Vardanants Day Lecture to Mark Armenia’s 25th Anniversary

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WASHINGTON, D.C.—Christina Maranci will deliver the 20th Vardanants Day Armenian Lecture titled “A World Monument: Zvart’nots,’ Armenia, and the Wars of the Seventh Century,” at noon on Wednesday, September 21, 2016 in the Northeast Pavilion of the Library of Congress’ Thomas Jefferson Building, located at 10 First Street S.E., Washington, D.C.

The lecture will focus on the iconic church of Zvartnots. Though it lies in ruins, the church has long been of interest to those who study the Armenian and Byzantine architecture of the era.

Maranci is the Arthur H. Dadian and Ara T. Oztemel Associate Professor of Armenian Art at Tufts University in Medford, Massachusetts. In her recently published book, “Vigilant Powers: Three Churches of Early Medieval Armenia,” Maranci set the construction of Zvartnots and the churches of Mren and Ptghni within the context of the first Arab invasions into Armenia and the resulting cultural and political changes of the time.

This year’s Vardanants Day Lecture—the 20th in the series— will celebrate the 25th anniversary of Armenia’s declaration of independence from the Soviet Union on September 21, 1991, and the birth of the Republic of Armenia. The lecture is also dedicated to Marjorie Dadian, who made a generous gift to the Library of Congress in 1991 in her husband Arthur’s name for the conservation and expansion of the Library’s Armenian collections. This led to the growth of that collection, the appointment of the Library’s first Armenian specialist and programs such as the Vardanants Lecture series.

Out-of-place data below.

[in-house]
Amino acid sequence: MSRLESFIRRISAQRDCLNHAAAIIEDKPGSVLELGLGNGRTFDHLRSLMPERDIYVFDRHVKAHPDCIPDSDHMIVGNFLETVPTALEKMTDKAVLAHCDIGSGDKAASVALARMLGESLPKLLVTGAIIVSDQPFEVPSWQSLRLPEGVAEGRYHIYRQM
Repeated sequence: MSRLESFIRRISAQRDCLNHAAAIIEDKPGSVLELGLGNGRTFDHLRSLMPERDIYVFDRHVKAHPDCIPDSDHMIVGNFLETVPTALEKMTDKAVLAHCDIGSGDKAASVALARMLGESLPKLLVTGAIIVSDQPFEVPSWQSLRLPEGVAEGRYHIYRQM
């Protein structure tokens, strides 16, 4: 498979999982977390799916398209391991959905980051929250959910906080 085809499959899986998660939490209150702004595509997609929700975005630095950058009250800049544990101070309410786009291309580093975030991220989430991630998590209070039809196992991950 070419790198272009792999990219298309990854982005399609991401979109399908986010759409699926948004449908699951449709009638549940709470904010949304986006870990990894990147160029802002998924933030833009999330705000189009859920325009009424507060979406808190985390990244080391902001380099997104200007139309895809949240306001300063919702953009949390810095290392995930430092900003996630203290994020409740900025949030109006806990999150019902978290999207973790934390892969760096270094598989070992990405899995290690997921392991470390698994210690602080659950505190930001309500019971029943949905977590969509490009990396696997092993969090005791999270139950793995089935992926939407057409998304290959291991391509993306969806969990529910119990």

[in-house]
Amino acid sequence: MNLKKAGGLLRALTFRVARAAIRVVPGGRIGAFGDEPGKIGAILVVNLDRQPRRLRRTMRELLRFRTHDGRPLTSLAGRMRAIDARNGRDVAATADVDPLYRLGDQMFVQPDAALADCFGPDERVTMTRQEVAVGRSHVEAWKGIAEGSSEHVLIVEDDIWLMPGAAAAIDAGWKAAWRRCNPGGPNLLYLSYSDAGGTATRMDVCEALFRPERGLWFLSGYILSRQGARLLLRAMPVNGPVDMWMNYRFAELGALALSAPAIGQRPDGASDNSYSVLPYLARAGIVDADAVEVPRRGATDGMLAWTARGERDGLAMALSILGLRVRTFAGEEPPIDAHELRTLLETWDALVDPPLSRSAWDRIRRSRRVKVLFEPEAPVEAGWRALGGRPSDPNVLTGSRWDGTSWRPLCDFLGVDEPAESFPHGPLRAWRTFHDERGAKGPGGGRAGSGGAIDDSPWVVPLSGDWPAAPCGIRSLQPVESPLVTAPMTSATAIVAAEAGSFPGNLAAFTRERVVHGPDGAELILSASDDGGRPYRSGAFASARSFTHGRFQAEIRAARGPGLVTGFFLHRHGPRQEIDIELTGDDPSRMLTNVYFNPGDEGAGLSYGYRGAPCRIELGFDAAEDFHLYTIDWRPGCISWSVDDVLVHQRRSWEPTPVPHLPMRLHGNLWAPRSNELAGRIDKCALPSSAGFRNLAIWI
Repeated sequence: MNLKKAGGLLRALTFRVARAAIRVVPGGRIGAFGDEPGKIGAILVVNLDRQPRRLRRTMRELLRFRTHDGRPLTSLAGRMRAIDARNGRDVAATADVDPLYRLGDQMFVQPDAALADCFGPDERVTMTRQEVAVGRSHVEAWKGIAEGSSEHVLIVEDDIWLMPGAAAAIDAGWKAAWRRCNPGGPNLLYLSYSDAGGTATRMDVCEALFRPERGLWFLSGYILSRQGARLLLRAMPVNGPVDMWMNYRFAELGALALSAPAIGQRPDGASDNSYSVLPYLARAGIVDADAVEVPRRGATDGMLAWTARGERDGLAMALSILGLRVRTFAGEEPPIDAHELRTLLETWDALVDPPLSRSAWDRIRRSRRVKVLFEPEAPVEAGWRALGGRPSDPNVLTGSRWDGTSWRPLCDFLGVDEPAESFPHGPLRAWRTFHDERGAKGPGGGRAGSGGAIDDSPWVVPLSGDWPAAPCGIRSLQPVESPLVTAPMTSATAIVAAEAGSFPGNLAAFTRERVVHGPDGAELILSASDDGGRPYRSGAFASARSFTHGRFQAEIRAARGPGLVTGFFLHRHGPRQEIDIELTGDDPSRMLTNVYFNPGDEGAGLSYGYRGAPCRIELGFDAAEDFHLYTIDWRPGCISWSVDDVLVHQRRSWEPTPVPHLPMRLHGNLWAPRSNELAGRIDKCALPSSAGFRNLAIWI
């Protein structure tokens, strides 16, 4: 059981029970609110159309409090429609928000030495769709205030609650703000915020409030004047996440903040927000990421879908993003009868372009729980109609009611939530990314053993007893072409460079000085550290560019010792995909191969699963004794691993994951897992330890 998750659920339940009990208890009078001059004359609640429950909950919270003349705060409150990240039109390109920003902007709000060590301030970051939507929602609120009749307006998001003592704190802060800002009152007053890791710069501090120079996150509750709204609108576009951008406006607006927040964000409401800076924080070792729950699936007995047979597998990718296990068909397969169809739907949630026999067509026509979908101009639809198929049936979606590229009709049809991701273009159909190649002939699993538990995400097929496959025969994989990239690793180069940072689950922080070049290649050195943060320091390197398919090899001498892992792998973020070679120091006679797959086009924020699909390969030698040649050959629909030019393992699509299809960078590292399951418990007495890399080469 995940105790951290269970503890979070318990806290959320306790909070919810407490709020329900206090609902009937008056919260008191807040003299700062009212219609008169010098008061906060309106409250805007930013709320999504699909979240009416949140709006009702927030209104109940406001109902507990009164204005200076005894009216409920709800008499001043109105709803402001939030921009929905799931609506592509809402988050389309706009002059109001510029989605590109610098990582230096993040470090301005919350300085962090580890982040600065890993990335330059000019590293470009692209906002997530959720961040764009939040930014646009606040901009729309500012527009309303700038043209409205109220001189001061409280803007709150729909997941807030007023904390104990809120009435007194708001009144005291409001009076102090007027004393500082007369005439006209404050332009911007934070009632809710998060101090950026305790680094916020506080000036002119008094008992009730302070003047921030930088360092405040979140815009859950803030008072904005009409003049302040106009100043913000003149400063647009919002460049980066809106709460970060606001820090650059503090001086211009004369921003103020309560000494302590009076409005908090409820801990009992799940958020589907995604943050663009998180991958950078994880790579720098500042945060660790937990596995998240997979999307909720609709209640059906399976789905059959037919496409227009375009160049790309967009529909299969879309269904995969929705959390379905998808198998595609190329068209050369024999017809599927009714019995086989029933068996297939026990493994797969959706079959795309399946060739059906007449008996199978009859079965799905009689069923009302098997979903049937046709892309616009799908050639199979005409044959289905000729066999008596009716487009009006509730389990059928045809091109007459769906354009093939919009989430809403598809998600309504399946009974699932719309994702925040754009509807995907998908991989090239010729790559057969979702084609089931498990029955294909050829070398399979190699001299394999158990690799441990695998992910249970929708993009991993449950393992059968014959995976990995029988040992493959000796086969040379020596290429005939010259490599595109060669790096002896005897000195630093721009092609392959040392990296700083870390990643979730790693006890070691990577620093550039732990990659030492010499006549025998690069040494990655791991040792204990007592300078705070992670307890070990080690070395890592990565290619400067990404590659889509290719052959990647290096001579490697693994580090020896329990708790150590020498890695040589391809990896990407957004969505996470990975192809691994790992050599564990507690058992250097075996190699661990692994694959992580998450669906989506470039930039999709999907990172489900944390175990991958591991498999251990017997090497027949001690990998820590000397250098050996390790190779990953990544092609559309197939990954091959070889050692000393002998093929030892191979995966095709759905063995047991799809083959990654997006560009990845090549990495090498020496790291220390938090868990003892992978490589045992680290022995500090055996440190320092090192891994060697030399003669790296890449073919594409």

The Vardanants Day lecture series is sponsored by the Near East Section of the African and Middle Eastern Division. It is named after the Armenian holiday that commemorates the Battle of Avarayr (451 A.D.), which was waged by the Armenian General Vardan Mamikonian and his compatriots against invading Persian troops who were attempting to reimpose Zoroastrianism on the Christian state. As a religious holiday, it celebrates the Armenians’ triumph over forces of assimilation.

The Library of Congress is the world’s largest library, offering access to the creative record of the United States—and extensive materials from around the world—both onsite and online. It is the main research arm of the U.S. Congress and the home of the U.S. Copyright Office. Explore collections, reference services and other programs and plan a visit at loc.gov, access the official site for U.S. federal legislative information at congress.gov and register creative works of authorship at copyright.gov.

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